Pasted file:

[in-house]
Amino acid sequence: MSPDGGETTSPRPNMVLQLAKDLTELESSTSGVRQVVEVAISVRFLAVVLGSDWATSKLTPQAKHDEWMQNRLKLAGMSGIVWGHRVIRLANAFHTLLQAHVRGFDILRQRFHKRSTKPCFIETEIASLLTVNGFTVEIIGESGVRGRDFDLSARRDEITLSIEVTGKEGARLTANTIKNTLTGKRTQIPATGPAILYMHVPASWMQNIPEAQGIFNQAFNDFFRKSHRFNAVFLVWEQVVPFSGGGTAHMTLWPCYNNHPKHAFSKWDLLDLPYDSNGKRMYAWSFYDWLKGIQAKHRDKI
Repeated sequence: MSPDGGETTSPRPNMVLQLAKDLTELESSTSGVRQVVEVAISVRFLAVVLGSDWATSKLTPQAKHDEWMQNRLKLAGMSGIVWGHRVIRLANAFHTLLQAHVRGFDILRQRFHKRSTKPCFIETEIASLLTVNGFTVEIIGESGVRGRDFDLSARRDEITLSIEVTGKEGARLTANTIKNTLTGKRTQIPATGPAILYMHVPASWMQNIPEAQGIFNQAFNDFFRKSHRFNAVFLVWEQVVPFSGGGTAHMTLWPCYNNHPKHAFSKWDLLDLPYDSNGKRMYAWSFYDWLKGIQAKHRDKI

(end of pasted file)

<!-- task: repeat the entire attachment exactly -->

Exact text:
[in-house]
Amino acid sequence: MSPDGGETTSPRPNMVLQLAKDLTELESSTSGVRQVVEVAISVRFLAVVLGSDWATSKLTPQAKHDEWMQNRLKLAGMSGIVWGHRVIRLANAFHTLLQAHVRGFDILRQRFHKRSTKPCFIETEIASLLTVNGFTVEIIGESGVRGRDFDLSARRDEITLSIEVTGKEGARLTANTIKNTLTGKRTQIPATGPAILYMHVPASWMQNIPEAQGIFNQAFNDFFRKSHRFNAVFLVWEQVVPFSGGGTAHMTLWPCYNNHPKHAFSKWDLLDLPYDSNGKRMYAWSFYDWLKGIQAKHRDKI
Repeated sequence: MSPDGGETTSPRPNMVLQLAKDLTELESSTSGVRQVVEVAISVRFLAVVLGSDWATSKLTPQAKHDEWMQNRLKLAGMSGIVWGHRVIRLANAFHTLLQAHVRGFDILRQRFHKRSTKPCFIETEIASLLTVNGFTVEIIGESGVRGRDFDLSARRDEITLSIEVTGKEGARLTANTIKNTLTGKRTQIPATGPAILYMHVPASWMQNIPEAQGIFNQAFNDFFRKSHRFNAVFLVWEQVVPFSGGGTAHMTLWPCYNNHPKHAFSKWDLLDLPYDSNGKRMYAWSFYDWLKGIQAKHRDKI